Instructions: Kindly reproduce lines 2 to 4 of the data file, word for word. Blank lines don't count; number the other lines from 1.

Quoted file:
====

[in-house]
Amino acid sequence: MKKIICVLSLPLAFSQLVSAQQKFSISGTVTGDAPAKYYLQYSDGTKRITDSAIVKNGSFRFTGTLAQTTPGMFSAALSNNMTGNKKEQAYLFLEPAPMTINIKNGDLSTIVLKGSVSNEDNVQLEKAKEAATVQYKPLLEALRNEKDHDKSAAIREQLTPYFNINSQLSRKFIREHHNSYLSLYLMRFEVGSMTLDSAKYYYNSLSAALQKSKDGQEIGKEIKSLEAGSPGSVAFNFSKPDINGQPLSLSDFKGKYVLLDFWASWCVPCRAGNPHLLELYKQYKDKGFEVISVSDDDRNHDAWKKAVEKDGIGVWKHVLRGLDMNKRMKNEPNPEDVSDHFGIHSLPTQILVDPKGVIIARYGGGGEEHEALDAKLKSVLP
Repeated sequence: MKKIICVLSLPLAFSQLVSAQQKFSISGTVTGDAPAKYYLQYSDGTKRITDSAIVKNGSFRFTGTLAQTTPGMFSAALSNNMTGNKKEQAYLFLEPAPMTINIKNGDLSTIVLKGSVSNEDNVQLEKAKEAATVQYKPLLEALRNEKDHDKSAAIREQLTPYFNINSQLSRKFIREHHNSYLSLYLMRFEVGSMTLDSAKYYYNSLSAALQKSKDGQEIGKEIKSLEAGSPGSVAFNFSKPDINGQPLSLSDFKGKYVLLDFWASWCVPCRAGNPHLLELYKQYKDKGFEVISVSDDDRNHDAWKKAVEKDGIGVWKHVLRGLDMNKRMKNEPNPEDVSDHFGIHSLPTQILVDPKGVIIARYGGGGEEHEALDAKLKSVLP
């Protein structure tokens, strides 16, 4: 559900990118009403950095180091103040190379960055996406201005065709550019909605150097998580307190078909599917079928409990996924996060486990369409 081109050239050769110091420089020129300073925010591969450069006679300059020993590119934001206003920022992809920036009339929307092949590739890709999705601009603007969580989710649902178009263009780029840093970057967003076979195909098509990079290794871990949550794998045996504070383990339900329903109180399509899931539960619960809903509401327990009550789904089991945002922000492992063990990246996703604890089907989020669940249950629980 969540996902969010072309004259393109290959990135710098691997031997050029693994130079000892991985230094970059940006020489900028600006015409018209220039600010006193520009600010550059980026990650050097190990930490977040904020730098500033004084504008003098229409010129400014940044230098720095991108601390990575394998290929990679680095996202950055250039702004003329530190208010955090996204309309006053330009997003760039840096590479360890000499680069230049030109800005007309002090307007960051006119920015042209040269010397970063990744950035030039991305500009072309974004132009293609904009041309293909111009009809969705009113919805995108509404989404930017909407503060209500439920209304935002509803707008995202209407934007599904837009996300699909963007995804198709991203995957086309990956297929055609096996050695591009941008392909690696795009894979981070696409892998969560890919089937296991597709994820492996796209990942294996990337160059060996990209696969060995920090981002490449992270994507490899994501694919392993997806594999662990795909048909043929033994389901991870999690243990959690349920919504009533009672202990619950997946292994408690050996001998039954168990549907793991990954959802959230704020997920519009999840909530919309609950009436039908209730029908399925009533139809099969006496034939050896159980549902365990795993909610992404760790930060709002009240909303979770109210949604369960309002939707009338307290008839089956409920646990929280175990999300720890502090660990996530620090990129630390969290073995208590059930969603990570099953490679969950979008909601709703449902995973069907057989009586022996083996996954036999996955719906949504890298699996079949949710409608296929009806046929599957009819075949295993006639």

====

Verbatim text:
Amino acid sequence: MKKIICVLSLPLAFSQLVSAQQKFSISGTVTGDAPAKYYLQYSDGTKRITDSAIVKNGSFRFTGTLAQTTPGMFSAALSNNMTGNKKEQAYLFLEPAPMTINIKNGDLSTIVLKGSVSNEDNVQLEKAKEAATVQYKPLLEALRNEKDHDKSAAIREQLTPYFNINSQLSRKFIREHHNSYLSLYLMRFEVGSMTLDSAKYYYNSLSAALQKSKDGQEIGKEIKSLEAGSPGSVAFNFSKPDINGQPLSLSDFKGKYVLLDFWASWCVPCRAGNPHLLELYKQYKDKGFEVISVSDDDRNHDAWKKAVEKDGIGVWKHVLRGLDMNKRMKNEPNPEDVSDHFGIHSLPTQILVDPKGVIIARYGGGGEEHEALDAKLKSVLP
Repeated sequence: MKKIICVLSLPLAFSQLVSAQQKFSISGTVTGDAPAKYYLQYSDGTKRITDSAIVKNGSFRFTGTLAQTTPGMFSAALSNNMTGNKKEQAYLFLEPAPMTINIKNGDLSTIVLKGSVSNEDNVQLEKAKEAATVQYKPLLEALRNEKDHDKSAAIREQLTPYFNINSQLSRKFIREHHNSYLSLYLMRFEVGSMTLDSAKYYYNSLSAALQKSKDGQEIGKEIKSLEAGSPGSVAFNFSKPDINGQPLSLSDFKGKYVLLDFWASWCVPCRAGNPHLLELYKQYKDKGFEVISVSDDDRNHDAWKKAVEKDGIGVWKHVLRGLDMNKRMKNEPNPEDVSDHFGIHSLPTQILVDPKGVIIARYGGGGEEHEALDAKLKSVLP
């Protein structure tokens, strides 16, 4: 559900990118009403950095180091103040190379960055996406201005065709550019909605150097998580307190078909599917079928409990996924996060486990369409 081109050239050769110091420089020129300073925010591969450069006679300059020993590119934001206003920022992809920036009339929307092949590739890709999705601009603007969580989710649902178009263009780029840093970057967003076979195909098509990079290794871990949550794998045996504070383990339900329903109180399509899931539960619960809903509401327990009550789904089991945002922000492992063990990246996703604890089907989020669940249950629980 969540996902969010072309004259393109290959990135710098691997031997050029693994130079000892991985230094970059940006020489900028600006015409018209220039600010006193520009600010550059980026990650050097190990930490977040904020730098500033004084504008003098229409010129400014940044230098720095991108601390990575394998290929990679680095996202950055250039702004003329530190208010955090996204309309006053330009997003760039840096590479360890000499680069230049030109800005007309002090307007960051006119920015042209040269010397970063990744950035030039991305500009072309974004132009293609904009041309293909111009009809969705009113919805995108509404989404930017909407503060209500439920209304935002509803707008995202209407934007599904837009996300699909963007995804198709991203995957086309990956297929055609096996050695591009941008392909690696795009894979981070696409892998969560890919089937296991597709994820492996796209990942294996990337160059060996990209696969060995920090981002490449992270994507490899994501694919392993997806594999662990795909048909043929033994389901991870999690243990959690349920919504009533009672202990619950997946292994408690050996001998039954168990549907793991990954959802959230704020997920519009999840909530919309609950009436039908209730029908399925009533139809099969006496034939050896159980549902365990795993909610992404760790930060709002009240909303979770109210949604369960309002939707009338307290008839089956409920646990929280175990999300720890502090660990996530620090990129630390969290073995208590059930969603990570099953490679969950979008909601709703449902995973069907057989009586022996083996996954036999996955719906949504890298699996079949949710409608296929009806046929599957009819075949295993006639």